OBJECTIVE: The purpose of this study is to present an unusual respiratory and cardiovascular course after intoxication and near drowning in a river contaminated with kerosene. DESIGN: case reports and review of the literature. SETTING: intensive care unit of a university-affiliated hospital. patients: Four patients after near drowning. INTERVENTION: Supportive only. RESULTS: The four patients developed acute respiratory failure. Cardiomyopathy was present in three patients and a persistent hypokalemia in two patients. The onset of the symptoms was delayed, which led to underestimation of the severity of their illness. Two of the four patients died. The diagnosis of hydrocarbon intoxication was based on bronchoalveolar lavage results, neutrophilic alveolitis with the presence of lipid-laden macrophages, and evidence of lipoid pneumonia from the autopsy performed on one victim. One patient who clinically deteriorated and another who developed a severe restrictive pulmonary disorder were treated with corticosteroids, which were effective only in the latter patient. CONCLUSIONS: Acute kerosene intoxication in a near-drowning event often results in severe respiratory and cardiac failure, with a high fatality rate. Treatment with corticosteroids may lead to a rapid improvement in lung function.
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4/56. Combination of membrane oxygenator support and pulmonary lavage for acute respiratory failure.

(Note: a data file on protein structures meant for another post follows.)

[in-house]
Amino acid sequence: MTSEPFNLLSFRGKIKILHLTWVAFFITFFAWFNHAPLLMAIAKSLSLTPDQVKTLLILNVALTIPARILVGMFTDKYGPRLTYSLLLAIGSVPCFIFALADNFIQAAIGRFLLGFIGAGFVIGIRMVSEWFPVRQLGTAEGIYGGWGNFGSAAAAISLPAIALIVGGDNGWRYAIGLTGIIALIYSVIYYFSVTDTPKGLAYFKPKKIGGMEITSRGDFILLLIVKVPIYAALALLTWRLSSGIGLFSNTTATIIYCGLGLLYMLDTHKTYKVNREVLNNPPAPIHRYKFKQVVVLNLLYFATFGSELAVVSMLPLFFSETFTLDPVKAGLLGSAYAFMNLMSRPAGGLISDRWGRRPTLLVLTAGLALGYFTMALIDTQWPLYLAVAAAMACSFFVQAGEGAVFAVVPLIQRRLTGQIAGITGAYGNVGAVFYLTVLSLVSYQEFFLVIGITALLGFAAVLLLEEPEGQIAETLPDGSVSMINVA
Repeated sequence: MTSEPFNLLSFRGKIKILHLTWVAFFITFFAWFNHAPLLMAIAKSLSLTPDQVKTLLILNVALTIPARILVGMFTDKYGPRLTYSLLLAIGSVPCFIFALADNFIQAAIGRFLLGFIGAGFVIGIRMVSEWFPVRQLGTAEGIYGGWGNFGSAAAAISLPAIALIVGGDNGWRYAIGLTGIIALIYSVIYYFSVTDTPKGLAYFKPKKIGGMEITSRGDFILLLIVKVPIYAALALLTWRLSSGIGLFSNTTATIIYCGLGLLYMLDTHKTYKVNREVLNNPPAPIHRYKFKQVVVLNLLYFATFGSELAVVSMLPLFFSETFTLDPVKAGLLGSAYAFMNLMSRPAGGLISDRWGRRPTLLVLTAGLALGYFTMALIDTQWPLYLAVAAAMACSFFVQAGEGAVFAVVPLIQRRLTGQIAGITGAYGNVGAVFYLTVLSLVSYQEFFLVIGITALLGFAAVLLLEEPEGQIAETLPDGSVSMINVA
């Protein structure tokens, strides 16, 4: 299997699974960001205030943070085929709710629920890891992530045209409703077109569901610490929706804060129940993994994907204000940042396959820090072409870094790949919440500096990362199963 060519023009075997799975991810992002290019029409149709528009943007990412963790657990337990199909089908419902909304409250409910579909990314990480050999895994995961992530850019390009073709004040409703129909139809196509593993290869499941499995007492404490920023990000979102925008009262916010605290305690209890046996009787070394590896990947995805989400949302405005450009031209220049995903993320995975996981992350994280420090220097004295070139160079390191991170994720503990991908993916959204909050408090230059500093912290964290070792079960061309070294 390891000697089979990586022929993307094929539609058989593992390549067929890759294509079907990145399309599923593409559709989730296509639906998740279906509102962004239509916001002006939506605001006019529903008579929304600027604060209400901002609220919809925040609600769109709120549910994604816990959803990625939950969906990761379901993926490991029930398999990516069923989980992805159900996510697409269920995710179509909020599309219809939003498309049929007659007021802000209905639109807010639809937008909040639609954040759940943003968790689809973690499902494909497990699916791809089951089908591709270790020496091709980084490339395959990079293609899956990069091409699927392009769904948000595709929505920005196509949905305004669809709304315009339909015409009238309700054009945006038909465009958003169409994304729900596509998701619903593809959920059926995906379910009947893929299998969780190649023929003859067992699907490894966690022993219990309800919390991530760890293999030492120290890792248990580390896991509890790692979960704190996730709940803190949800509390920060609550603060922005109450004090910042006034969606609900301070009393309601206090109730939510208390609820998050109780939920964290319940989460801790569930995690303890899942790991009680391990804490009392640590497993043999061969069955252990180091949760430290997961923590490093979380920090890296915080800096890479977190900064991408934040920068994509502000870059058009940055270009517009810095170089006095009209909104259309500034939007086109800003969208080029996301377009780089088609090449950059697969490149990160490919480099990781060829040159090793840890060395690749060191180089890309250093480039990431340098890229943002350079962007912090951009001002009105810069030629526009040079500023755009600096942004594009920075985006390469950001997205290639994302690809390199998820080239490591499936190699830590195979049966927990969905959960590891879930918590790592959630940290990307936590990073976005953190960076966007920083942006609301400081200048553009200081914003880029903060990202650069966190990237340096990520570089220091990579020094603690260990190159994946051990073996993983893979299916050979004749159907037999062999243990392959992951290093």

A 24-year-old woman with chronic granulocytic leukemia and alveolar proteinosis required extracorporeal membrane oxygenator support for respiratory failure refractory to conventional therapy. During perfusion, each lung was lavaged with 10 L. of normal saline. The lavage led to marked clearing of the lungs and improvement in pulmonary function. Extracorporeal support was terminated successfully after 54 hours. The patient died 2 weeks later with bone marrow insufficiency and overwhelming sepsis. Pulmonary lavage is technically feasible during venovenous oxygenator bypass, and may be of value, since such lavage debrides alveoli as well as the bronchial tree. Because pulmonary lavage provides a possible means of improving pulmonary function, it seems worthy of consideration as an adjunct to membrane oxygenator support.